Inter-Switch Link (ISL) and IEEE 802.1Q
VLANs are used to divide broadcast domain at layer 2. By default, all the switch ports are in VLAN 1. Configuration of VLANs other than VLAN 1 then to carry traffic of these VLANs, user has to make a switch port trunk which is connected to another switch. If the frame is forwarded out to an access link then it is considered that the frame belongs to the VLAN which is configured on that switch port. But if the frame is forwarded out to a trunk link then how did the other device know that the traffic belongs to which VLAN? There comes the concept of VLAN identification methods. VLAN Identification methods – If the frame is forwarded out to a trunk link then a header or tag is added to the frame header which specifies the VLAN to which the frame belongs. The frame is encapsulated at the sender’s switch and removed at the receiver’s switch and then forwarded out to the ports which belongs to that VLAN (according to the processing of switch). There are 2 VLAN identification methods:
- Inter-Switch Link (ISL) – This is a VLAN identification method in which VLAN information is explicitly tagged onto Ethernet frame. ISL is proprietary to CISCO switches. ISL functions at layer 2 by encapsulating a data frame with a new header and by performing a new cyclic redundancy check (CRC). In ISL, the original frame is encapsulated and an additional header is added before the frame is carried over a trunk link. At the receiving end, the header is removed and the frame is forwarded to the assigned VLAN. ISL supports upto 1000 vlans. The concept of native VLAN is not important for ISL as all frames including the ones for native VLAN are tagged.
The ISL frame encapsulation is of 30 bytes, 26 byte header, and a 4 byte FCS (frame check sequence) are inserted. Hence a total of 30 Bytes of overhead. Therefore, it is less preferred. Even Cisco advises to use 802.1Q. Configuration (ISL):
Switch(config)#interface Fa0/1 Switch(config-if)#switchport trunk encapsulation isl Switch(config-if)#switchport mode trunk
- 802.1Q – It is IEEE standard method of frame tagging. If user wants to trunk between a Cisco switch link and a different brand switch link, then have to use 802.1Q encapsulation for the trunk to work. In 802.1Q, the trunking device inserts a 4-byte tag into the original frame and recomputes the frame check sequence (FCS) before the device sends the frame over the trunk link. At the receiving end, the tag is removed and the frame is forwarded to the assigned VLAN. Out of 4 bytes, there is a 12 bit VLAN that matters the most. This field tells about the VLAN number to which the frame belongs. The VLAN can vary from 1 to 4094, i.e supported for 4094 VLANs as VLAN 0 4095 are reserved VLANs. 802.1Q supports the concept of native Vlan, i.e the traffic will go untagged for this Vlan. Note – Inter-Switch Link (ISL) and 802.1Q are used to provide inter-switch VLAN communication. The ISL or 802.1Q frame tagging is removed if a frame is forwarded out to an access-link. Configuration (802.1Q) :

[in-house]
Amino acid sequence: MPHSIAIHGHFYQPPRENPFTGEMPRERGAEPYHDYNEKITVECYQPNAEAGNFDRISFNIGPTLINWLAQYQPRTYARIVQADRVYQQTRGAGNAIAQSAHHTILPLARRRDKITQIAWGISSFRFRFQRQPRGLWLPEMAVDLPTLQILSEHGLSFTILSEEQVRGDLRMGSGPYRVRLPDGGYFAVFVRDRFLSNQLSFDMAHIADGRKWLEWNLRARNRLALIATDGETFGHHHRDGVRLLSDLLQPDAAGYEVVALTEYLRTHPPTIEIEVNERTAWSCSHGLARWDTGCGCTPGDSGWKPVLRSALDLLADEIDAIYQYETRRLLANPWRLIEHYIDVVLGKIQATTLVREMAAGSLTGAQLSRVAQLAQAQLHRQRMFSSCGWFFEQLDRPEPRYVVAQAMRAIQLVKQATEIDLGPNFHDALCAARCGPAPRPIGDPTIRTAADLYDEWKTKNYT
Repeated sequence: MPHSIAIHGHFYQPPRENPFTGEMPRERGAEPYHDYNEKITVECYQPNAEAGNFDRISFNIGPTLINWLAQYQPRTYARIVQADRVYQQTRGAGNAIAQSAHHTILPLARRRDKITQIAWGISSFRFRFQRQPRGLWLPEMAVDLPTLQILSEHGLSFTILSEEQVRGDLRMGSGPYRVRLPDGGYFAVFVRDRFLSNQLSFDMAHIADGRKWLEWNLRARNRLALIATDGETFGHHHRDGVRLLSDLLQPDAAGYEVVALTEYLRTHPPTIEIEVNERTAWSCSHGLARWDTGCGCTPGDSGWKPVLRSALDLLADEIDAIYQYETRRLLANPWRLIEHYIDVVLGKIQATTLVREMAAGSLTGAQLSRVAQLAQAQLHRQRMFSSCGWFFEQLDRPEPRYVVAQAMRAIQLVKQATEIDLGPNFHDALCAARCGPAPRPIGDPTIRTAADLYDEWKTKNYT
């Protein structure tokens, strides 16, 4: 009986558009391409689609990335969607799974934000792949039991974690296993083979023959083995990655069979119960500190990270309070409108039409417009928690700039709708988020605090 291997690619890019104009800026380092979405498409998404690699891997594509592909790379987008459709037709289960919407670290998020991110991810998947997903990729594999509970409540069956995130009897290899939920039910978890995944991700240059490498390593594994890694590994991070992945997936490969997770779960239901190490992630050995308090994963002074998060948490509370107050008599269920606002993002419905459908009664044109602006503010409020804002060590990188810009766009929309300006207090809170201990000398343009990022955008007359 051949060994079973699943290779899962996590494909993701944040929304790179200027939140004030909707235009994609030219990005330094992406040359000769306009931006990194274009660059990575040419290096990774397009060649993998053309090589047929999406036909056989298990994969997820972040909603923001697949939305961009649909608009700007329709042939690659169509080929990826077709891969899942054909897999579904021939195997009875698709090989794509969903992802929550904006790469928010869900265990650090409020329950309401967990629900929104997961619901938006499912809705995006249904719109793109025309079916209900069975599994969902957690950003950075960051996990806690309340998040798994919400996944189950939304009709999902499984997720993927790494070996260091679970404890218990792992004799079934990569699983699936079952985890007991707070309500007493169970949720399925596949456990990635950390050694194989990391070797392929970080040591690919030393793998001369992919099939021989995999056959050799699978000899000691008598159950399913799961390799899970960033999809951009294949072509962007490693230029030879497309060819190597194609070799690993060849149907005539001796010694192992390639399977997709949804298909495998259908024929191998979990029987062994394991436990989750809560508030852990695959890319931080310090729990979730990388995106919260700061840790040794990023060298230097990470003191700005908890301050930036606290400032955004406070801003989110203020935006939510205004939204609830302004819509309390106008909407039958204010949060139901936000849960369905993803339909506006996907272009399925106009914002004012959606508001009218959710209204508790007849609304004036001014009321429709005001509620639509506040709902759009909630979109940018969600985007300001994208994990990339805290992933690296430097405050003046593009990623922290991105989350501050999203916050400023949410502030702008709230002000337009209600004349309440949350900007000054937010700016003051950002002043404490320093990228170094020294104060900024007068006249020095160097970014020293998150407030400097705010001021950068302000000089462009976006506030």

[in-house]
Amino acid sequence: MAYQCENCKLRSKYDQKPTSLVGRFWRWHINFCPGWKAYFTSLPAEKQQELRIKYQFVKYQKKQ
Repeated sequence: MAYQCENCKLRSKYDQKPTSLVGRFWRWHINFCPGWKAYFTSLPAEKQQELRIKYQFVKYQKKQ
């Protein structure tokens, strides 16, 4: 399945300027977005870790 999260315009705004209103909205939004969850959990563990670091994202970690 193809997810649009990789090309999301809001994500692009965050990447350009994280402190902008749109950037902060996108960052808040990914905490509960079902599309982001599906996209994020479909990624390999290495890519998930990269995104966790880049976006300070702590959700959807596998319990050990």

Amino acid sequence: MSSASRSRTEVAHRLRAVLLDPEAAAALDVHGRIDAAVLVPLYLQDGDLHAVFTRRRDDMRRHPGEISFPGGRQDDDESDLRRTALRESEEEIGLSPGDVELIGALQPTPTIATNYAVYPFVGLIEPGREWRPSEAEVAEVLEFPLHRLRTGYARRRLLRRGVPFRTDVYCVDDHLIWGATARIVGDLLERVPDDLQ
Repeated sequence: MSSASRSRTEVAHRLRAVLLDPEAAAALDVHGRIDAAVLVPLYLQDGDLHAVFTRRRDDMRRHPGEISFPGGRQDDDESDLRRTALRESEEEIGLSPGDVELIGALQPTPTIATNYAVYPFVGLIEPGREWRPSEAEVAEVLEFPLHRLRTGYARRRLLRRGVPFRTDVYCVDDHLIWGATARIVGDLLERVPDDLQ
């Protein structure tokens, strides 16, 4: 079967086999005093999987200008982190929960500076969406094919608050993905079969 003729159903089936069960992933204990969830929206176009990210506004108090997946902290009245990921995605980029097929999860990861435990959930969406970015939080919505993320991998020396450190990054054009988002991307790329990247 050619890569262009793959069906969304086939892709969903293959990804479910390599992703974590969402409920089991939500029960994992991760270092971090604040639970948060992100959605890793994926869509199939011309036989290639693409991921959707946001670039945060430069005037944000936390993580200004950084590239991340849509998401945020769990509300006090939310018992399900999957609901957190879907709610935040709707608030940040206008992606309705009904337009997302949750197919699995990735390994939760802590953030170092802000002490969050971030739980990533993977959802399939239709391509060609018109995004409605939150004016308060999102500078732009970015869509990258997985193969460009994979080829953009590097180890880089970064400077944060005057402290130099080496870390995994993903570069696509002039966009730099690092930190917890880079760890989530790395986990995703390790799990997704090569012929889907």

Switch(config)#interface Fa 0/1 Switch(config-if)#switchport trunk encapsulation 802.1q Switch(config-if)#switchport mode trunk
Here are some of their features:
Inter-Switch Link (ISL):
- Proprietary protocol: ISL is a proprietary VLAN tagging protocol developed by Cisco, and is only supported on Cisco devices.
- Adds a 26-byte header: ISL adds a 26-byte header to each Ethernet frame, which includes VLAN information.
- Supports up to 1,005 VLANs: ISL supports up to 1,005 VLANs, which can be useful in large network environments.
- Adds some overhead: ISL adds some overhead to each Ethernet frame, which can reduce network performance.
- IEEE 802.1Q:
- Industry-standard protocol: IEEE 802.1Q is an industry-standard VLAN tagging protocol supported by most network devices.
- Adds a 4-byte tag: IEEE 802.1Q adds a 4-byte tag to each Ethernet frame, which includes VLAN information.
- Supports up to 4,096 VLANs: IEEE 802.1Q supports up to 4,096 VLANs, which can be useful in large network environments.
- Minimal overhead: IEEE 802.1Q adds minimal overhead to each Ethernet frame, which has little impact on network performance.
Please Login to comment...